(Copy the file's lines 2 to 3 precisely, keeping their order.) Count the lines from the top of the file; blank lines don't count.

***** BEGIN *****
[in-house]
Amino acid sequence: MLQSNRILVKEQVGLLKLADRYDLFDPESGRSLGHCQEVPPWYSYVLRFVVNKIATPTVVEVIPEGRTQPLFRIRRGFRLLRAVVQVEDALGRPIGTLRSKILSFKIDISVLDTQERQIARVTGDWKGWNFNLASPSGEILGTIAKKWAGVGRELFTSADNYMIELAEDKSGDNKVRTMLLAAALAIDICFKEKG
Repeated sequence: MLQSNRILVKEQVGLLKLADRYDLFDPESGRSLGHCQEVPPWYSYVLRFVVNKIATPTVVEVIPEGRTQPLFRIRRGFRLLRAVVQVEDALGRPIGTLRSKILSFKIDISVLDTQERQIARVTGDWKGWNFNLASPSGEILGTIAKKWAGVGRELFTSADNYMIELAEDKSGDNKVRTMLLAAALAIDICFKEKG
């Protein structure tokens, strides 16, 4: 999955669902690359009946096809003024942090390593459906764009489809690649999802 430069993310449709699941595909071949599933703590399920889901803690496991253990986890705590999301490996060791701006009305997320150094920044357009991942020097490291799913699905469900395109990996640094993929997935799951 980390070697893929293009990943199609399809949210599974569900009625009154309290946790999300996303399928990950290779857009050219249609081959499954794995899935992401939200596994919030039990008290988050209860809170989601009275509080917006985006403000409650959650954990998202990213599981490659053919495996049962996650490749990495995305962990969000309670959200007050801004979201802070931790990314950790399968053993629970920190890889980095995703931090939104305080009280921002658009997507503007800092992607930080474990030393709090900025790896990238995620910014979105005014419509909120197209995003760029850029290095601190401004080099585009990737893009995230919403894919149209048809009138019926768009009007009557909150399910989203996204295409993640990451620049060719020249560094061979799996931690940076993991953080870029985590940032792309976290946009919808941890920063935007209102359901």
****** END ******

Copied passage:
Amino acid sequence: MLQSNRILVKEQVGLLKLADRYDLFDPESGRSLGHCQEVPPWYSYVLRFVVNKIATPTVVEVIPEGRTQPLFRIRRGFRLLRAVVQVEDALGRPIGTLRSKILSFKIDISVLDTQERQIARVTGDWKGWNFNLASPSGEILGTIAKKWAGVGRELFTSADNYMIELAEDKSGDNKVRTMLLAAALAIDICFKEKG
Repeated sequence: MLQSNRILVKEQVGLLKLADRYDLFDPESGRSLGHCQEVPPWYSYVLRFVVNKIATPTVVEVIPEGRTQPLFRIRRGFRLLRAVVQVEDALGRPIGTLRSKILSFKIDISVLDTQERQIARVTGDWKGWNFNLASPSGEILGTIAKKWAGVGRELFTSADNYMIELAEDKSGDNKVRTMLLAAALAIDICFKEKG